A police major in the US state of Kentucky has paid the ultimate professional price to online outrage that spilled over into the real world, because of her attitude toward rioters, expressed in an internal email.
Major Bridget Hallahan has been revealed of her command and will be forced to retire on October 1.
The “incriminating” email sent in August to officers shows Hallahan attempting to put across the message that the police, essentially, should not “feed the trolls.” Her argument was not to stoop to the level of those wholesale vilifying the police, and avoid responding or reacting to those accusations publicly, to avoid validating them.
Hallahan was relieved of duties.
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No doubt in order to pep talk and rally her colleagues at a time they found themselves besieged and disparaged with blanket accusations of racism and unchecked violence, and even threats of eventually “canceling” them as a service through various campaigns aimed at “defunding” the police – in the email, more than anything, Hallahan sought to reassure them of their own worth.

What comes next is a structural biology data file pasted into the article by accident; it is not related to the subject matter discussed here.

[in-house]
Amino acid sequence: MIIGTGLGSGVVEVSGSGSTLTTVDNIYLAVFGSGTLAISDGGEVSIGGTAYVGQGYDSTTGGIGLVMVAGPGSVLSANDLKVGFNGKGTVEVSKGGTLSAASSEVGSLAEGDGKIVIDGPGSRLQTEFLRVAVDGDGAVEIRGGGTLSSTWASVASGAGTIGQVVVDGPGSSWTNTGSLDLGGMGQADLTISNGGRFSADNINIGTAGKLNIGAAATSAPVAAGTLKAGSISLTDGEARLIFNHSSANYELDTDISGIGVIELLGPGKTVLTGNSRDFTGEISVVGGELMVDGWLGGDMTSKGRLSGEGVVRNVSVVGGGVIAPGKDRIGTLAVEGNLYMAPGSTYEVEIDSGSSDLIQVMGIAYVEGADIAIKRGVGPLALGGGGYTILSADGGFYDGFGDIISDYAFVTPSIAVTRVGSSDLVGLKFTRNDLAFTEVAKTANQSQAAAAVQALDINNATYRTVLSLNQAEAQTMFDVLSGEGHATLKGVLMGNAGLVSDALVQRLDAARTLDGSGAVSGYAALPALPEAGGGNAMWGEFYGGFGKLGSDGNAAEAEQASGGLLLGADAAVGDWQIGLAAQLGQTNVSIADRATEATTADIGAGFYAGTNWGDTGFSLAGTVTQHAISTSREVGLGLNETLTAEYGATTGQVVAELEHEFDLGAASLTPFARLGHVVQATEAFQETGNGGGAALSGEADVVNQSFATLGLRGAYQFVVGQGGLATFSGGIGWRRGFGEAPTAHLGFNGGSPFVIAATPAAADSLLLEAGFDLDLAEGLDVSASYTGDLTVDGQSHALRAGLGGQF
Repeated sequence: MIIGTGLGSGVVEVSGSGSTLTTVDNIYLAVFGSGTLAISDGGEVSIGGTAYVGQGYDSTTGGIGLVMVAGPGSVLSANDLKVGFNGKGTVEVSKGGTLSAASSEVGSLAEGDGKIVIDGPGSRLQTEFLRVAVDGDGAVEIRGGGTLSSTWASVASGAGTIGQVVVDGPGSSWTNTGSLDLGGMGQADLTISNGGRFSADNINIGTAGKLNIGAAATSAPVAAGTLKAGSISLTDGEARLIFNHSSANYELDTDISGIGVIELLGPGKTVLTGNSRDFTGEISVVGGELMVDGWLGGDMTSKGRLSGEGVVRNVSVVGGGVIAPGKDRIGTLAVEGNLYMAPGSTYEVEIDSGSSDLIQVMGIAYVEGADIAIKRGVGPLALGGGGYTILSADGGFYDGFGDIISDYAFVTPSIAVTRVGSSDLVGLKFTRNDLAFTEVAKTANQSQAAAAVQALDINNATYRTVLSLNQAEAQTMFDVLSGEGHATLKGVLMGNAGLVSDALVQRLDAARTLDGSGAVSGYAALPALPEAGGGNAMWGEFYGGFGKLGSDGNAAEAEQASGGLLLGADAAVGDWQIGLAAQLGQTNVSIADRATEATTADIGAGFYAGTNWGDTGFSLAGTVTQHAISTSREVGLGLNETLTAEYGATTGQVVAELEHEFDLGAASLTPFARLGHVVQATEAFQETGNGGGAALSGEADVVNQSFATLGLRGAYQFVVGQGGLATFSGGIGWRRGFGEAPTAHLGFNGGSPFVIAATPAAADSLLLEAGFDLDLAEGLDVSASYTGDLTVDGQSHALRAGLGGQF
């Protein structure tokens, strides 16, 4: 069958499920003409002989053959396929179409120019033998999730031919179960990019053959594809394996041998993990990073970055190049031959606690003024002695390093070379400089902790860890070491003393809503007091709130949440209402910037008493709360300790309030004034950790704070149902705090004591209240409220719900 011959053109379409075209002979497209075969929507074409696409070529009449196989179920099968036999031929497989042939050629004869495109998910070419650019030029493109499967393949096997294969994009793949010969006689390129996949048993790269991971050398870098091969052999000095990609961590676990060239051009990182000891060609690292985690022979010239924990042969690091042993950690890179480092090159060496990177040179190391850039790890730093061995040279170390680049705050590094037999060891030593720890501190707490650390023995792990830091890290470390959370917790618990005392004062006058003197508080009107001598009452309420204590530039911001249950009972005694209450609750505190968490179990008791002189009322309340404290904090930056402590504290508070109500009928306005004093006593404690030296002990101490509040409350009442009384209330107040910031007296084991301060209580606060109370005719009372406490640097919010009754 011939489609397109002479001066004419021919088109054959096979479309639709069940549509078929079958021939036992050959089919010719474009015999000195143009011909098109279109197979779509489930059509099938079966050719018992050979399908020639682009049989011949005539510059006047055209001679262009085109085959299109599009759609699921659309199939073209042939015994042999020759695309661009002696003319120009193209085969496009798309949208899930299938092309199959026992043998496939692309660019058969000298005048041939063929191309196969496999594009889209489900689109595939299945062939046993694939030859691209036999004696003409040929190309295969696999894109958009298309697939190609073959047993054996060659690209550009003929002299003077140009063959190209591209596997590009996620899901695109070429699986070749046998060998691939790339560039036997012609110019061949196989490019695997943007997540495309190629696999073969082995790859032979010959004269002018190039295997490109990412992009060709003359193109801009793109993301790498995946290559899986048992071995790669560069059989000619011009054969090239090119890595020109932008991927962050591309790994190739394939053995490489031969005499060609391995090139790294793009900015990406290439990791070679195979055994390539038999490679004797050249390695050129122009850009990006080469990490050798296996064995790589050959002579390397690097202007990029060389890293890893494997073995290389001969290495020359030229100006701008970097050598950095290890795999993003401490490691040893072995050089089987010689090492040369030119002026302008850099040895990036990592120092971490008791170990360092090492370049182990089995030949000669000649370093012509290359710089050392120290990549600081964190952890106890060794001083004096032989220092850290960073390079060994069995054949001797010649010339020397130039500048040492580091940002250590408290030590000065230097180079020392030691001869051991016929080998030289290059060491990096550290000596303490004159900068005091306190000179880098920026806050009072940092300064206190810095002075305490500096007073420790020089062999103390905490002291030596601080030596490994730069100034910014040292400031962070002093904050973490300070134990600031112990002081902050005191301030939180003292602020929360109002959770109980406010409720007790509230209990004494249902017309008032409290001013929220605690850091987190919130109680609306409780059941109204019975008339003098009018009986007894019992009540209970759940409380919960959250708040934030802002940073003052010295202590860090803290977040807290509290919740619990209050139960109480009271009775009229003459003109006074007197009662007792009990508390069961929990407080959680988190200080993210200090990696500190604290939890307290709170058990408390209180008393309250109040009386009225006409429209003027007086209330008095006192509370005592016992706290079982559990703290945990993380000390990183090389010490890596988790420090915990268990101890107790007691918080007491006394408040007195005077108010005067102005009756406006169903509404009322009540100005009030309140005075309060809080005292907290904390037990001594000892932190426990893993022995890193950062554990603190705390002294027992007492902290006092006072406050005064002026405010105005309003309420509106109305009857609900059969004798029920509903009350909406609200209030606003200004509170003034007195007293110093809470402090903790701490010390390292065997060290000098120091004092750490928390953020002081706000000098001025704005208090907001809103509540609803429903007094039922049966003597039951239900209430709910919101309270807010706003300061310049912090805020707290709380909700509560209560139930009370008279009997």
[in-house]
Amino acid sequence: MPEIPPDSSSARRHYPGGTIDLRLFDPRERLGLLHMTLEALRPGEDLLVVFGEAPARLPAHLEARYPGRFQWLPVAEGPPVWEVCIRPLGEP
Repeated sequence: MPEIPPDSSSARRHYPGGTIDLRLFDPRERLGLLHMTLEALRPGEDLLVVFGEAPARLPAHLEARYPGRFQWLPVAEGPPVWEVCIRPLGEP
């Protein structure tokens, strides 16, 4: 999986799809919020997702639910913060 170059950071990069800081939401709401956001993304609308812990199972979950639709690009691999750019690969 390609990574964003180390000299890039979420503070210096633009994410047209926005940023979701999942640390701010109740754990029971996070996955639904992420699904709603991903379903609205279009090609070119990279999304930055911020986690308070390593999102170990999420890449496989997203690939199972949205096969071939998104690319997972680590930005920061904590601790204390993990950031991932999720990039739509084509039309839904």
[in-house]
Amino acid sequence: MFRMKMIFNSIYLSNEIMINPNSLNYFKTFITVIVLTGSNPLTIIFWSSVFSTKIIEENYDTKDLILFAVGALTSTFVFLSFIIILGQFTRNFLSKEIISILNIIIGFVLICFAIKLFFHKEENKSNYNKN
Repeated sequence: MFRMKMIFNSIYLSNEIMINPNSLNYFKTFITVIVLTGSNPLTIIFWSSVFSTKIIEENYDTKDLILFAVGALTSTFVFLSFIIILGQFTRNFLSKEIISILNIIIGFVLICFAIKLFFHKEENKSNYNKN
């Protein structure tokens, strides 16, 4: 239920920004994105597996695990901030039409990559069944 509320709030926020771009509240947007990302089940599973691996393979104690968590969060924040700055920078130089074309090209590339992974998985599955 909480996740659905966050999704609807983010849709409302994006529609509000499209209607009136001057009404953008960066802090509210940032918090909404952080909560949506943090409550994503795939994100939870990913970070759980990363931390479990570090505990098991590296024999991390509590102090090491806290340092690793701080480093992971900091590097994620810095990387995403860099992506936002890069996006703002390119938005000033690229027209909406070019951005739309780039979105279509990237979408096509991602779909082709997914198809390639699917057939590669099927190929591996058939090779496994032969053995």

And that’s where she got in trouble with activists and their supporters, because the officer tried to elevate the value of the work of the police by comparing and contrasting it to the woke activists, like those of Antifa and BLM, particularly those who had just “jumped on the bandwagon,” as she put it.
While the police are being publicly criticized by those who don’t even bother to learn the facts, Hallahan suggested, they actually have much more character and ethics than the “punks” protesting against them.
Further in the vein of advising her fellow officers not to engage and therefore “feed the trolls,” she wrote – “Don’t make them important, because they are not. They will be the ones washing our cars, cashing us out at the Walmart, or living in their parents’ basement playing COD for their entire life.”
It’s interesting that the verdict of the local police department has been to end the career of the major over this email sent internally, rather than as a post published publicly on a social network, or statements made in an interview.
Though the email is clearly not referring to the protesters in very flattering terms, it was not suggesting any type of violence or retribution against them, either – the goal seems to have been to instruct officers not to take the bait, respond, and escalate when faced with anti-police provocations.